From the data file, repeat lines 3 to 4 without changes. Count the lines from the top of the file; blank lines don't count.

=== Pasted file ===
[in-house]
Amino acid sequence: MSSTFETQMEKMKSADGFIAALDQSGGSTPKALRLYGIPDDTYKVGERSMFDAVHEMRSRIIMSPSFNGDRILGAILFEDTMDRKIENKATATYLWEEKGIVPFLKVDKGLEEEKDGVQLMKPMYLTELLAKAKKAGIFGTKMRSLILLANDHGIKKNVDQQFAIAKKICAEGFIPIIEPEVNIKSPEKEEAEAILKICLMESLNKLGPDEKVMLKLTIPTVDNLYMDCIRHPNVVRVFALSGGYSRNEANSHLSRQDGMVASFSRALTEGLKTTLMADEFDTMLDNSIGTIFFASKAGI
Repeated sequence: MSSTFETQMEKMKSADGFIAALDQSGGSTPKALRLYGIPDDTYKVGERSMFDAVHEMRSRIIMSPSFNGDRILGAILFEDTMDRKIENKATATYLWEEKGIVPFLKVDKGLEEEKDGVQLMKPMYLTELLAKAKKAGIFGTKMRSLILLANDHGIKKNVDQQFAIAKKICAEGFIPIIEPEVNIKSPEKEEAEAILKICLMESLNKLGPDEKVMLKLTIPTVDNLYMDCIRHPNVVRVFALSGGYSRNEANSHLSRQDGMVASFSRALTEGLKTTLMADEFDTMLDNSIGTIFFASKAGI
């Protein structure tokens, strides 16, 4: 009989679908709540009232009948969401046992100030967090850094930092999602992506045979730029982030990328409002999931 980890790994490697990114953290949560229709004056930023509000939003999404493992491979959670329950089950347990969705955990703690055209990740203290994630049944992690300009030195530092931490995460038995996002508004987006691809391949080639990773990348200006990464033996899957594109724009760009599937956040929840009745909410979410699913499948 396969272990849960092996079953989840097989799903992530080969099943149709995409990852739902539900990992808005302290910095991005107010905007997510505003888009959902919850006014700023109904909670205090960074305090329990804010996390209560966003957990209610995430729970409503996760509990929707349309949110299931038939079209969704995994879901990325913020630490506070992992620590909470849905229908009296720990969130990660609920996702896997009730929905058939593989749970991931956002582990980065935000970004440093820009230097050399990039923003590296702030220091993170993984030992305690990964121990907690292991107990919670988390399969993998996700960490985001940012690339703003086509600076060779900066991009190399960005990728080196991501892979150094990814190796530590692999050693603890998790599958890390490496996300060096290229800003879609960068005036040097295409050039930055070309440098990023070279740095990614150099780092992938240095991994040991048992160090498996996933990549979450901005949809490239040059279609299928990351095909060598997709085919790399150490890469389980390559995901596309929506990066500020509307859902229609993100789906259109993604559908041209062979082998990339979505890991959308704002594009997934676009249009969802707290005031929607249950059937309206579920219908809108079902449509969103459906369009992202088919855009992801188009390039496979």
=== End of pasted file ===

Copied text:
Repeated sequence: MSSTFETQMEKMKSADGFIAALDQSGGSTPKALRLYGIPDDTYKVGERSMFDAVHEMRSRIIMSPSFNGDRILGAILFEDTMDRKIENKATATYLWEEKGIVPFLKVDKGLEEEKDGVQLMKPMYLTELLAKAKKAGIFGTKMRSLILLANDHGIKKNVDQQFAIAKKICAEGFIPIIEPEVNIKSPEKEEAEAILKICLMESLNKLGPDEKVMLKLTIPTVDNLYMDCIRHPNVVRVFALSGGYSRNEANSHLSRQDGMVASFSRALTEGLKTTLMADEFDTMLDNSIGTIFFASKAGI
């Protein structure tokens, strides 16, 4: 009989679908709540009232009948969401046992100030967090850094930092999602992506045979730029982030990328409002999931 980890790994490697990114953290949560229709004056930023509000939003999404493992491979959670329950089950347990969705955990703690055209990740203290994630049944992690300009030195530092931490995460038995996002508004987006691809391949080639990773990348200006990464033996899957594109724009760009599937956040929840009745909410979410699913499948 396969272990849960092996079953989840097989799903992530080969099943149709995409990852739902539900990992808005302290910095991005107010905007997510505003888009959902919850006014700023109904909670205090960074305090329990804010996390209560966003957990209610995430729970409503996760509990929707349309949110299931038939079209969704995994879901990325913020630490506070992992620590909470849905229908009296720990969130990660609920996702896997009730929905058939593989749970991931956002582990980065935000970004440093820009230097050399990039923003590296702030220091993170993984030992305690990964121990907690292991107990919670988390399969993998996700960490985001940012690339703003086509600076060779900066991009190399960005990728080196991501892979150094990814190796530590692999050693603890998790599958890390490496996300060096290229800003879609960068005036040097295409050039930055070309440098990023070279740095990614150099780092992938240095991994040991048992160090498996996933990549979450901005949809490239040059279609299928990351095909060598997709085919790399150490890469389980390559995901596309929506990066500020509307859902229609993100789906259109993604559908041209062979082998990339979505890991959308704002594009997934676009249009969802707290005031929607249950059937309206579920219908809108079902449509969103459906369009992202088919855009992801188009390039496979």